also--all my words could be weekly sermons, all my faces tables of the
law. I had even two ways before me of being a fool: I could make an
immortal soul decline, conjugate, memorize and analyze itself half dead
in Latin--I could also dip and drown his young pineal gland so deeply
in the higher sciences, that it should be quite bloated and puffed up
with great draughts of logic, politics and statistics. I could
accordingly (who should prevent it?) plane out the bony walls of his
cranium to a dry bookcase, or press apart the living head into a
profile-board, on which learned heads should be adumbrated; his heart,
meanwhile, might be wrought over from being a high altar of nature to a
wire-table of the Old Testament, from a celestial globe to a
paternoster-globule of sanctimony--or, in fact, to a swimming-bladder
of worldly policy; verily, I could be a ninny and make him a still
greater one....

Thou precious one! thou confiding, friendly soul, that didst throw
thyself with thy whole fate, with thy whole future, into my arms! Oh, I
am already distressed that so much depends upon me!

Seeing, however, that just as much depends on the tutor of my future
children, I will have printed for him here the following sheets of an
Educational Programme, which he cannot take ill of me, because I really
do not yet know the good man and do not mean him.

"My dear Mr. Tutor!

"Were I yours, you would certainly sit down and write out for me the
following very good rules:

"Let Natural History be the sugar-cake which the schoolmaster shall put
into the child's pocket in the first study hour, as a bait to lure him
on; so, too, stories from history. Only let not history itself come as
yet! What might not this lofty goddess, whose temple stands on nothing
but graves, make of us, if she should then for the first time address
us, when our head and heart were now open, and both understood her
language of eternity--Fatherland, People, Constitution, Laws, Rome,
Athens? As regards Mr. Schröckh, who appends thereto respectable
literary history and pure orphan-house morality, I only beg that you
will not, Mr. Tutor, cut out from his book the copper-plate engravings,
and the English binding I also insist upon.

"Geography is a wholesome first course for the child's soul; arithmetic
and geometry are also suitable for an early scientific breakfast; not
because they teach to think, but because they do not teach it (the
greatest arithmeticians and differentiators and mechanicians are often
the shallowest philosophers), and because the exertion attending them
does not weaken the nerves, as is proved by the case of revenue
auditors and algebraists.

"But philosophy, or the effort of deep thinking, is deadly to children,
or snaps off forever the too thin point of deep thought. To resolve
virtue and religion into their first principles with children is
equivalent to cutting away a man's breast and dissecting the heart, to
show him how it beats. Philosophy is no bread-earning science, but
mental broad itself, and a necessary: and one cannot teach either it or
love; both, if taught too early, unman body and soul.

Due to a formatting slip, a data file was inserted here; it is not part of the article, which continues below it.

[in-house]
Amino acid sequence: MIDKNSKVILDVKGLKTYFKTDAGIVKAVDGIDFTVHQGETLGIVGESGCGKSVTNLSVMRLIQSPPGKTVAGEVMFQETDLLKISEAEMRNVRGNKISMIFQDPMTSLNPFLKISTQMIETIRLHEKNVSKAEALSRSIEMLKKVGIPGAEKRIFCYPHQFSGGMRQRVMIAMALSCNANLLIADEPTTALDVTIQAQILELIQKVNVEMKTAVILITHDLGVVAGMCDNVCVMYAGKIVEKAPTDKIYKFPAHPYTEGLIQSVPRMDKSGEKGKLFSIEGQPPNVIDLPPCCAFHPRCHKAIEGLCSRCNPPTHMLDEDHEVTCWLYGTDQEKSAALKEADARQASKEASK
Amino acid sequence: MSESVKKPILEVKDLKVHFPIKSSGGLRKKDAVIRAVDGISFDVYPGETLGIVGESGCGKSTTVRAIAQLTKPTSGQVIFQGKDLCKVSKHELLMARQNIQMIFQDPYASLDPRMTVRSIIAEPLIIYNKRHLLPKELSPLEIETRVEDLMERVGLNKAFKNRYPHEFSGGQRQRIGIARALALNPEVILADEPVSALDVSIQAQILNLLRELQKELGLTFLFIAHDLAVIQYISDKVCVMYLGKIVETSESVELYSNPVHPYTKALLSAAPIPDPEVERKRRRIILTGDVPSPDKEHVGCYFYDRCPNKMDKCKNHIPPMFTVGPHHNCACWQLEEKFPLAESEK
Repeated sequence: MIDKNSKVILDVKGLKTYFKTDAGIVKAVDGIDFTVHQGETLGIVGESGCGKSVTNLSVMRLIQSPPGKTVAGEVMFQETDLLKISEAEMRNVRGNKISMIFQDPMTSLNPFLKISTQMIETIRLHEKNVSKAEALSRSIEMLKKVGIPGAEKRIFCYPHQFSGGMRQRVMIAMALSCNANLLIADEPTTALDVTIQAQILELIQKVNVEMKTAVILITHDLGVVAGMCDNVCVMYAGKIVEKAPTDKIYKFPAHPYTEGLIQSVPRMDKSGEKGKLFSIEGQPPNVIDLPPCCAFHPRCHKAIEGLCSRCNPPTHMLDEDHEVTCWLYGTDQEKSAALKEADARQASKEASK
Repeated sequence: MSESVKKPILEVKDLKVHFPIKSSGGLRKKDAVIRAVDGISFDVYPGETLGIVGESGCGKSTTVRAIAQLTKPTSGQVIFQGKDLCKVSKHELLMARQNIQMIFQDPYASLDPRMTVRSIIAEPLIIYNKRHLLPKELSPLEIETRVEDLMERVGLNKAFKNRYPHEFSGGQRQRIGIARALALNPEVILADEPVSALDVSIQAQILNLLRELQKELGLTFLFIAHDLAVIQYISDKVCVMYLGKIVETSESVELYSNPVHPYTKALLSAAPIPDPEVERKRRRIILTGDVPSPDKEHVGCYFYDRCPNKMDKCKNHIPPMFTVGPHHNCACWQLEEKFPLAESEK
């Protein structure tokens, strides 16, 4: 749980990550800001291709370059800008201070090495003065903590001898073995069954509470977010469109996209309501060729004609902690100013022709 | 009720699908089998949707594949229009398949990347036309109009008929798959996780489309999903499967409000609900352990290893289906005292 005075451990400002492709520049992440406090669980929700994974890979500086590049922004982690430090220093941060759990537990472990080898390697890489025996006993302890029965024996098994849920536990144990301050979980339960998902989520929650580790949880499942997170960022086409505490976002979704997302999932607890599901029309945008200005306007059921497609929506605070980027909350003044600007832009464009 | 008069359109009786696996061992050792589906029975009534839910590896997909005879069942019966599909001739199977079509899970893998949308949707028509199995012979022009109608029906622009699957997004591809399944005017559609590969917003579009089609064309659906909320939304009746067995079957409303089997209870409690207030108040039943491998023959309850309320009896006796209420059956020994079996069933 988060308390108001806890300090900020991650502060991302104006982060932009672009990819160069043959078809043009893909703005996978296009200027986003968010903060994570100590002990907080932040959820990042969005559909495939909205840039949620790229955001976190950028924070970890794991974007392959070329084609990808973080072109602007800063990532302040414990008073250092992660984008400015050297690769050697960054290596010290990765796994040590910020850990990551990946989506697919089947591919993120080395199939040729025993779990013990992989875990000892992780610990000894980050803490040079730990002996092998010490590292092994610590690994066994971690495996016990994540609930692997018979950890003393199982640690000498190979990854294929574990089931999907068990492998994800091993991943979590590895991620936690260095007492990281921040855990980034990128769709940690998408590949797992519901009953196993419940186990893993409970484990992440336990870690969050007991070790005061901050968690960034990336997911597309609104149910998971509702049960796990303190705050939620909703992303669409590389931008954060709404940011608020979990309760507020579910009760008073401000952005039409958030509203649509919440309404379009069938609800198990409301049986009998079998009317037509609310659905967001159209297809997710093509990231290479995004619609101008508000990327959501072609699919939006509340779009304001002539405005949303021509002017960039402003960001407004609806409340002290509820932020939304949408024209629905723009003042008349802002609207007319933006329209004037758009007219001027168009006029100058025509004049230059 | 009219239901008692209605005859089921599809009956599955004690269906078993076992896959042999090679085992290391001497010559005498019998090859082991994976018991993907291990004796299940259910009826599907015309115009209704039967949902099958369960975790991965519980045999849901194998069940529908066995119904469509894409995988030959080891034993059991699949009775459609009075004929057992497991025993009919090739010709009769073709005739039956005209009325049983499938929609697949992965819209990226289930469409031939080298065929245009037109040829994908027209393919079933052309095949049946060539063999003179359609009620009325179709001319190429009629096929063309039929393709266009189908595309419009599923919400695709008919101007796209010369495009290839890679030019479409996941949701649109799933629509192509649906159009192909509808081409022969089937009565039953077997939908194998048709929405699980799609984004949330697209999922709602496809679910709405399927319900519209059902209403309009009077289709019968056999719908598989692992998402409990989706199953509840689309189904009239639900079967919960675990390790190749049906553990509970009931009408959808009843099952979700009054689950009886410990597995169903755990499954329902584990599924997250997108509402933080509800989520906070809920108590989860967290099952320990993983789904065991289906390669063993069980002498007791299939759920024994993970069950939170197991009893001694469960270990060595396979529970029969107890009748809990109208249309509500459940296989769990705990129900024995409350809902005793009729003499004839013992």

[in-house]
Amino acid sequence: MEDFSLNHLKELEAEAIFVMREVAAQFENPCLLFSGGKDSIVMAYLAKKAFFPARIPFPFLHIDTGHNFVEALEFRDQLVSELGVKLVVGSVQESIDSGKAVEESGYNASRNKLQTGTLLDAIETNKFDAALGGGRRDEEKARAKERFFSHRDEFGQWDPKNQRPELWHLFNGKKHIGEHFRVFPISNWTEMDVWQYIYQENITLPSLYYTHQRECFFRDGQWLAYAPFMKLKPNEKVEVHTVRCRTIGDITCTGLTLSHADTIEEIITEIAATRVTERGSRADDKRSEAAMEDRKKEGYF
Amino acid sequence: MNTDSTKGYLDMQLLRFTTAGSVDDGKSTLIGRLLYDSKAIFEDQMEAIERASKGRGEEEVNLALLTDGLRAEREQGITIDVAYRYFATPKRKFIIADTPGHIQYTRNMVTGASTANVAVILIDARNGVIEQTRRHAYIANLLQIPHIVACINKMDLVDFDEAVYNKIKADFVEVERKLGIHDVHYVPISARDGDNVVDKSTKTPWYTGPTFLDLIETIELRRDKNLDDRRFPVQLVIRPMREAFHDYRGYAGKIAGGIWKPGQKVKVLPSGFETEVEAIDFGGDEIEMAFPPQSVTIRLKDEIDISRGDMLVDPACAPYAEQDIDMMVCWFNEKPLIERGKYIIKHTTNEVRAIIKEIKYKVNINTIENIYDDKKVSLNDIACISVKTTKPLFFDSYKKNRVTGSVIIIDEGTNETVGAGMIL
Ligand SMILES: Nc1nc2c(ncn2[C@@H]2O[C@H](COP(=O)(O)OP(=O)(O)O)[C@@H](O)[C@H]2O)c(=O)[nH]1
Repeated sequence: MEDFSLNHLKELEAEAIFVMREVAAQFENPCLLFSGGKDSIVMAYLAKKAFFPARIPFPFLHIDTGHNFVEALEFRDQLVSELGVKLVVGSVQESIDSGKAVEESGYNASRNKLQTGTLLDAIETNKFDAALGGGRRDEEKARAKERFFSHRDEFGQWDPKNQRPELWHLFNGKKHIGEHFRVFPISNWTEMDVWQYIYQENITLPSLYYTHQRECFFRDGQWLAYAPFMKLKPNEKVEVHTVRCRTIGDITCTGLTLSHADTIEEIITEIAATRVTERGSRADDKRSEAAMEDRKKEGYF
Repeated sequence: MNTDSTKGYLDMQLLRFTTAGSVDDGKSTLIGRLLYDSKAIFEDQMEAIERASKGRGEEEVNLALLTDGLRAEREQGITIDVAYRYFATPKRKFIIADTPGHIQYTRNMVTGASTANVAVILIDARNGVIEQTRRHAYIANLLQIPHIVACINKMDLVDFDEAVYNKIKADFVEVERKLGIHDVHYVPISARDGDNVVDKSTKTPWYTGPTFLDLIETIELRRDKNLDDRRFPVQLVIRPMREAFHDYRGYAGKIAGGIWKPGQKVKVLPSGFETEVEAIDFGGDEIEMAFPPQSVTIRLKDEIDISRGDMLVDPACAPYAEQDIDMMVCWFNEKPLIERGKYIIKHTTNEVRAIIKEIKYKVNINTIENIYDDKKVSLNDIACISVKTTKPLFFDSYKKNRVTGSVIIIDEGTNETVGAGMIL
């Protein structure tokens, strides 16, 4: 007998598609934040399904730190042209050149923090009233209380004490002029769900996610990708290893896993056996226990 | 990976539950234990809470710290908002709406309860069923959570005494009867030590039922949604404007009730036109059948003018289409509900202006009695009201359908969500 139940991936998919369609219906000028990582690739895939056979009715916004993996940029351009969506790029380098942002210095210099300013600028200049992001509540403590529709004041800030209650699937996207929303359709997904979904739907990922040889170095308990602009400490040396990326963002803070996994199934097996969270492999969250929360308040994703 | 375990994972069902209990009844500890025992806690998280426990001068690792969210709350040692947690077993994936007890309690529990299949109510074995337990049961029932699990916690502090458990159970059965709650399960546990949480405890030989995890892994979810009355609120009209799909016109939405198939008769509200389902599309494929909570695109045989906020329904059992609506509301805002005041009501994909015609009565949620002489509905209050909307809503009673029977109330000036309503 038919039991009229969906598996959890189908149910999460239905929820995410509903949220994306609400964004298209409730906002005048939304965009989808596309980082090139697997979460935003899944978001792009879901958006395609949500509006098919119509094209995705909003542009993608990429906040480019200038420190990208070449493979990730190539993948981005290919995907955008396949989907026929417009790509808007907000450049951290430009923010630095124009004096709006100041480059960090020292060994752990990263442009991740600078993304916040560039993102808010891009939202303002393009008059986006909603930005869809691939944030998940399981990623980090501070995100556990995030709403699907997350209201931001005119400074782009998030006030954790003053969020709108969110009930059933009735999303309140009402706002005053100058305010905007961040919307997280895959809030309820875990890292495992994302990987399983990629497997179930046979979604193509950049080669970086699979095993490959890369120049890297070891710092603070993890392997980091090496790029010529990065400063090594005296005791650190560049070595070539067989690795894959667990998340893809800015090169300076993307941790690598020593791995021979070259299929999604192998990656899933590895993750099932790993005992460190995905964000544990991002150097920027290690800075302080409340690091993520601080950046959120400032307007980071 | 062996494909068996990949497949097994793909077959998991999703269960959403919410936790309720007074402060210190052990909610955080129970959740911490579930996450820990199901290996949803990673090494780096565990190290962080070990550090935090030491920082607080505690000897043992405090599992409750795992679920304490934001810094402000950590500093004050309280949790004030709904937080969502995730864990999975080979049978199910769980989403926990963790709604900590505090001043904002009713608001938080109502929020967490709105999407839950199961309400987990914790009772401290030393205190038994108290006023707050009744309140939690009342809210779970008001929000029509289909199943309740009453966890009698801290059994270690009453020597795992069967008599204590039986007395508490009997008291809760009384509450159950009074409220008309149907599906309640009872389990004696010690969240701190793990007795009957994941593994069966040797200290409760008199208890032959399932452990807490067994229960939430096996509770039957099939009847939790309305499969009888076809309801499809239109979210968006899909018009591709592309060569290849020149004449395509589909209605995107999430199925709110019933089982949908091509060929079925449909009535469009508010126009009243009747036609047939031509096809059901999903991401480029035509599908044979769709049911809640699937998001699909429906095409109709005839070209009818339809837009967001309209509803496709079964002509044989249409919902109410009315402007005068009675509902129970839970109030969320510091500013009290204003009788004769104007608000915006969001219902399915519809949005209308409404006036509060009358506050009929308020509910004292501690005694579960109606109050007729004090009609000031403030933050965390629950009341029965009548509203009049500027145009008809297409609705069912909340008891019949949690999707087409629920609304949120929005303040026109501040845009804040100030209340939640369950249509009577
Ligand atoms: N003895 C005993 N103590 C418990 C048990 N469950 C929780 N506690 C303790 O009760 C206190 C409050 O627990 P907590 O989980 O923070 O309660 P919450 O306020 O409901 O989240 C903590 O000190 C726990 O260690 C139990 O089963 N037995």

"It pleases me that you yourself explained you would send out French
before Latin, speaking before rules of grammar (_i. e_., the go-cart
before theories of muscular motion), and undertake the languages later,
because they are apprehended more through the _understanding_ than the
_memory_. One reason why Latin is so difficult is that it comes on so
early; in the fifteenth year one can do therein, with a finger, what at
an earlier period required a whole hand.

"It is abominable that even now our children have to read and sit and
make the fundament the underpinning and base of their education. The
book of _instruction_ does not make good to them the place of the
instructor, nor the _amusing_ one that of more wholesome play. Poetry
is for a _beardless_ age too unintelligible and unwholesome; the
teacher who _reads a lecture_ must be a miserable one, if he does not
far more emphatically _speak_. In short, no children's books!

"In a pedagogical album we should both write: Useless censure is worse
than no censure at all. Faults which age takes away let not the teacher
undertake to, who has more lasting ones to combat, etc. Let their
catechism be Plutarch and Feddersen (only without his miserable style);
_i. e_., no moralities, but narratives with a moral effect--and
moreover, at no stated hour, but at the right one, so that the brains
of my children may not be a _spelling-school_ of morals, but their
heart may become an illuminated _Rotunda_[29] of virtue.

"Since a purblind, narrow, anxious propriety of behavior is the most
stupid and unnatural, accordingly you teach the children the best by
not enjoining upon them any: by nature they respect neither silver
stars nor silver heads--do not wean them to any such.

"My greatest prayer is--which I have had printed many years
beforehand--that you be the most jocose man in my house; merriment
makes all fields of knowledge for children fields of sugar-cane. Mine
must, while with you, have full liberty to jest, talk, sit at their
_good pleasure_. We grown people, reasonable as we are, could not
stand the abominable school-confinement of our offspring a week; and
yet we expect it of them, with their brains and veins busy as
swarming ant-hills. In brief: Is childhood, then, only the painful
preparation-day for the _Sunday_ enjoyment of later age, or is it not
rather itself a Sabbath eve, which brings its own joys? Ah, if we in
this empty, drizzling life do not regard every _means as a nearer end_
(as well as every end a more distant means), what then do we find here
below? Your principal (an abominable word) took as much pleasure in his
betrothal as in his wedding.